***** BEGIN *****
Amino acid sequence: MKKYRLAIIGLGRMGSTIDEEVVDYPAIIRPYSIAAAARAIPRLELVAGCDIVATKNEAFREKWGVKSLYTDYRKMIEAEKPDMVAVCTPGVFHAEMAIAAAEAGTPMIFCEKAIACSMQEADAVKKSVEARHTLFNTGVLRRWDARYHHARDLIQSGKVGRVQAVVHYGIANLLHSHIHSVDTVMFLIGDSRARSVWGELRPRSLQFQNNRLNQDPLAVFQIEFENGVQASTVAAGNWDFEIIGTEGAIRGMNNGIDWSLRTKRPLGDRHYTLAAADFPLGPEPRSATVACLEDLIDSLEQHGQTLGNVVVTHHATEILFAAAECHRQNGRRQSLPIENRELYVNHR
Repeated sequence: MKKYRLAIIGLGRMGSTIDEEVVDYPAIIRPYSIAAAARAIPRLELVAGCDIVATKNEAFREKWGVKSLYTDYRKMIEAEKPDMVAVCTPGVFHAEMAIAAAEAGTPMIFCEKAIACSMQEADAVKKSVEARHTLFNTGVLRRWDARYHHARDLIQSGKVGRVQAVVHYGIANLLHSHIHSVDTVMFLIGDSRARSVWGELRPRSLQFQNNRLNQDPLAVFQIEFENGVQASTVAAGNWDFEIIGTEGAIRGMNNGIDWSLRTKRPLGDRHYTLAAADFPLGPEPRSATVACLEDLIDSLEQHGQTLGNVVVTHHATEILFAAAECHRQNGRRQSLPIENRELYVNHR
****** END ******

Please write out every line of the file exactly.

Amino acid sequence: MKKYRLAIIGLGRMGSTIDEEVVDYPAIIRPYSIAAAARAIPRLELVAGCDIVATKNEAFREKWGVKSLYTDYRKMIEAEKPDMVAVCTPGVFHAEMAIAAAEAGTPMIFCEKAIACSMQEADAVKKSVEARHTLFNTGVLRRWDARYHHARDLIQSGKVGRVQAVVHYGIANLLHSHIHSVDTVMFLIGDSRARSVWGELRPRSLQFQNNRLNQDPLAVFQIEFENGVQASTVAAGNWDFEIIGTEGAIRGMNNGIDWSLRTKRPLGDRHYTLAAADFPLGPEPRSATVACLEDLIDSLEQHGQTLGNVVVTHHATEILFAAAECHRQNGRRQSLPIENRELYVNHR
Repeated sequence: MKKYRLAIIGLGRMGSTIDEEVVDYPAIIRPYSIAAAARAIPRLELVAGCDIVATKNEAFREKWGVKSLYTDYRKMIEAEKPDMVAVCTPGVFHAEMAIAAAEAGTPMIFCEKAIACSMQEADAVKKSVEARHTLFNTGVLRRWDARYHHARDLIQSGKVGRVQAVVHYGIANLLHSHIHSVDTVMFLIGDSRARSVWGELRPRSLQFQNNRLNQDPLAVFQIEFENGVQASTVAAGNWDFEIIGTEGAIRGMNNGIDWSLRTKRPLGDRHYTLAAADFPLGPEPRSATVACLEDLIDSLEQHGQTLGNVVVTHHATEILFAAAECHRQNGRRQSLPIENRELYVNHR